Best Section Hikes on the John Muir Trail

Here are the best section hikes on the John Muir Trail that require less than a week to complete.

Taking 3 weeks off to hike the John Muir Trail isn’t always feasible. Not to mention you also have to score a JMT permit with a date that works for you, which is becoming more competitive every year. If you aren’t able to hike the entire JMT, why not section hike a portion of the trail? One of the biggest advantages of doing a section hike on the John Muir Trail vs. a thru-hike is that you also don’t need to worry about the infamous JMT resupply hassles. In this post, we’ve put together a list of our favorite John Muir Trail section hikes to get you out the door and exploring. These incredible backpacking trips are also great options for visiting Pacific Crest Trail or JMT thru-hiking friends during their trek.

Here are 5 John Muir Trail section hikes that offer up the best views and terrain of the High Sierra.

As it goes in all of the destinations we share, please practice good trail etiquette and remember to Leave No Trace. This means packing out all of your garbage (including toilet paper), being respectful to others on busy trails, and following the established rules. 


Preparing for you John Muir Trail Section Hike

Before heading out on your section hike, there are a few important planning details to consider:

Transportation Options Between Trailheads

You’ll need to plan for transportation before hiking any of the John Muir Trail section hikes. Where public transit is available, we list those options below. Otherwise, you’ll need to plan on having two cars or hitchhiking to and from trailheads. There are also numerous private shuttle companies that offer one-way and roundtrip transportation to trailheads all over the Eastern Sierra Nevada mountains. Depending on your start and endpoint, you might find some applicable info in our JMT Transportation Planning Guide.

Don’t Forget Your Bear Canister

A bear canister is required for the entire length of the JMT, even if you’re just doing a section hike. You can rent one at the Yosemite Wilderness permit office for $5.00/week (no reservation needed) or purchase one. You can check out our favorite bear canisters here.

Get the Necessary Permits

You will need a permit for all section hikes on the John Muir Trail. Not a full-blown JMT thru-hiking permit, but still – a permit. For the 2021 season, all permits are being issued by phone or email. No walk-up permits are available. More information on wilderness permits for overnight trips in Inyo National Forest and the John Muir Wilderness areas can be found on the Recreation.gov website.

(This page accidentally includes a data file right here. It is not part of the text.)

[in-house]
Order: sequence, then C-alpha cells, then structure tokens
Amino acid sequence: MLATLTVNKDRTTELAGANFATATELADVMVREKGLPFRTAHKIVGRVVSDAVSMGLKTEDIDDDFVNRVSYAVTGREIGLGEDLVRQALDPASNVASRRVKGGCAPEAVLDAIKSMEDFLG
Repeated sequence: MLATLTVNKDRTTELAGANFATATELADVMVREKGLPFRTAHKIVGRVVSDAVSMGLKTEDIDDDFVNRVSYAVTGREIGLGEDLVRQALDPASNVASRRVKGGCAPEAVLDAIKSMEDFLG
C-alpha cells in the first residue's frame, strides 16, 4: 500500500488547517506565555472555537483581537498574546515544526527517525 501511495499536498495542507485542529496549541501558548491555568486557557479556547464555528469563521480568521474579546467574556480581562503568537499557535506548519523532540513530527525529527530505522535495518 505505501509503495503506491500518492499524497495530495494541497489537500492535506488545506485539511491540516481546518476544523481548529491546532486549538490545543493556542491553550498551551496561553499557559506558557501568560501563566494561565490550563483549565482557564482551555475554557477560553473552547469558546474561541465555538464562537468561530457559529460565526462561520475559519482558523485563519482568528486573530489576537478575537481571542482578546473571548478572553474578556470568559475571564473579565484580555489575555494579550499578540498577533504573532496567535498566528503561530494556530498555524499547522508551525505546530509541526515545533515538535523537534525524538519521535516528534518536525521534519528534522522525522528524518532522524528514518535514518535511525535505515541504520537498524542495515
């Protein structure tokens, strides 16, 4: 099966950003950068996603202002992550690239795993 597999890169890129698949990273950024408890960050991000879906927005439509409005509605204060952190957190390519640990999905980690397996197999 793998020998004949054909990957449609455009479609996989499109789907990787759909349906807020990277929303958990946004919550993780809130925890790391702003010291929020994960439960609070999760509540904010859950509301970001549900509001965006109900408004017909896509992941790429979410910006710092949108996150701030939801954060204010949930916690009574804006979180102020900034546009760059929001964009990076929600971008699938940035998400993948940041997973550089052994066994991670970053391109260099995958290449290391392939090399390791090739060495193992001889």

On all National Forest sections of the JMT, campfire permits are also required for campfires, stoves, and lanterns. You can quickly and easily get a California campfire permit online. Note that campfires are restricted in some areas.

Here are the best section hikes on the John Muir Trail that require less than a week to complete.

5 Best John Muir Trail Section Hikes

Ranging from 28 miles to 65 miles, these 5 section hikes will give you a taste of all you can experience on the John Muir Trail and the High Sierra of California. Most JMT hikers start in Yosemite Valley and head south, ending at Mt. Whitney, so we have listed all of these hikes in a similar fashion. Keep in mind any of these hikes can be reversed as well.

1. Yosemite Valley to Tuolumne Meadows (~20 miles)

Cathedral Lake // Start planning your John Muir Trail section hike with this detailed guide. Learn about permits, trailheads, transportation options, and more!
  • Starting Point: Happy Isles Trailhead in Yosemite Valley
  • Ending Point: Cathedral Lake Trailhead in Tuolumne Meadows, Yosemite National Park
  • JMT Miles: Mile 0 to Mile 20.8

An iconic section hike through Yosemite National Park, this route generally takes 2-3 nights depending on your pace. Cathedral Lakes is a must-see in Yosemite and offered one of my favorite campsites in all of the JMT. This section also passes by some of Yosemite’s most iconic waterfalls as long as it’s early enough in the season that water is still running.

Yosemite generally offers a shuttle system between the two trailheads making planning with just one car and a one-way route a cinch – although at the time of this update (June 2021) the shuttles are not running. Be sure to check the official Yosemite National Park website for updated information as you start planning. You can also summit Half Dome from this route (an additional permit is required for Half Dome).

Transportation Options Between Trailheads

Between June 15th and October 15th, you can take the YARTS bus shuttle to and from your start location which makes completing this section hike on the John Muir Trail easy with just one car. We recommend parking your car at the Tuolumne Meadows Visitor Center and taking the shuttle to Yosemite Valley. This way, you don’t have to deal with shuttles at the end of your hike and you can just have your car waiting for you.

Permit Information

Yosemite wilderness permits are required for all overnight trips in Yosemite. Check the NPS website for more information and for permit applications. If you want to add summiting Half Dome to your route you’ll need to get a Half Dome permit as well.

2. Tuolumne Meadows to Devils Postpile (~34 miles)

Start planning your John Muir Trail section hike with this detailed guide. Learn about permits, trailheads, transportation options, and more!
  • Starting Point: Tuolumne Meadows Visitor Center in Yosemite National Park